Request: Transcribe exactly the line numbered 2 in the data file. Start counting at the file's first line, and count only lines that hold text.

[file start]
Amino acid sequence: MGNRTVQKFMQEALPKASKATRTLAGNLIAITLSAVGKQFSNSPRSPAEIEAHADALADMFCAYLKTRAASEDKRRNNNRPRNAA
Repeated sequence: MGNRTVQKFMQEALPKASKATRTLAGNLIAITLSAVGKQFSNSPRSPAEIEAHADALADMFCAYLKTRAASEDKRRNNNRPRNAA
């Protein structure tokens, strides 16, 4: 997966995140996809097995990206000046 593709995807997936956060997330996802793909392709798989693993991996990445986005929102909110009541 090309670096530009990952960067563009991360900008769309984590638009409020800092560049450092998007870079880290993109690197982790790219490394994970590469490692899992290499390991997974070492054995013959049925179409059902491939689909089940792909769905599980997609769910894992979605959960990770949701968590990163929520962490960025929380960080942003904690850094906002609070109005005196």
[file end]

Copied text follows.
Repeated sequence: MGNRTVQKFMQEALPKASKATRTLAGNLIAITLSAVGKQFSNSPRSPAEIEAHADALADMFCAYLKTRAASEDKRRNNNRPRNAA